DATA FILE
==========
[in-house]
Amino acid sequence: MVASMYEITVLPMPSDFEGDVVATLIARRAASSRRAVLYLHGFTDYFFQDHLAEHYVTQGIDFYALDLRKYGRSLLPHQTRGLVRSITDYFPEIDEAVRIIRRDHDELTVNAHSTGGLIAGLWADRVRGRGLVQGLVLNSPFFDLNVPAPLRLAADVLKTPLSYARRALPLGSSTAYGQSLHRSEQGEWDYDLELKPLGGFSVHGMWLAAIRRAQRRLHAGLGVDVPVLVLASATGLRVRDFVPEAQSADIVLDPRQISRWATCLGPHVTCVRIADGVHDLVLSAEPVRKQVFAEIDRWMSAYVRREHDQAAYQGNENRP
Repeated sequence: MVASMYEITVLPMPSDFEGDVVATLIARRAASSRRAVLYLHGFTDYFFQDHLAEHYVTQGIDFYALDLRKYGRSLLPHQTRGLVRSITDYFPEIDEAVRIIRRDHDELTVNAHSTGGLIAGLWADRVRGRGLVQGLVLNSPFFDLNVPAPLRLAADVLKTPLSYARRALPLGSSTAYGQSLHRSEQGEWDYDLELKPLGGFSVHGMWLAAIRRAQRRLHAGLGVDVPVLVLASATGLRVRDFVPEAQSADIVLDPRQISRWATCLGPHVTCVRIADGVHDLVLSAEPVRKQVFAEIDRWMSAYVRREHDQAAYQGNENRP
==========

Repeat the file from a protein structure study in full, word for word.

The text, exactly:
[in-house]
Amino acid sequence: MVASMYEITVLPMPSDFEGDVVATLIARRAASSRRAVLYLHGFTDYFFQDHLAEHYVTQGIDFYALDLRKYGRSLLPHQTRGLVRSITDYFPEIDEAVRIIRRDHDELTVNAHSTGGLIAGLWADRVRGRGLVQGLVLNSPFFDLNVPAPLRLAADVLKTPLSYARRALPLGSSTAYGQSLHRSEQGEWDYDLELKPLGGFSVHGMWLAAIRRAQRRLHAGLGVDVPVLVLASATGLRVRDFVPEAQSADIVLDPRQISRWATCLGPHVTCVRIADGVHDLVLSAEPVRKQVFAEIDRWMSAYVRREHDQAAYQGNENRP
Repeated sequence: MVASMYEITVLPMPSDFEGDVVATLIARRAASSRRAVLYLHGFTDYFFQDHLAEHYVTQGIDFYALDLRKYGRSLLPHQTRGLVRSITDYFPEIDEAVRIIRRDHDELTVNAHSTGGLIAGLWADRVRGRGLVQGLVLNSPFFDLNVPAPLRLAADVLKTPLSYARRALPLGSSTAYGQSLHRSEQGEWDYDLELKPLGGFSVHGMWLAAIRRAQRRLHAGLGVDVPVLVLASATGLRVRDFVPEAQSADIVLDPRQISRWATCLGPHVTCVRIADGVHDLVLSAEPVRKQVFAEIDRWMSAYVRREHDQAAYQGNENRP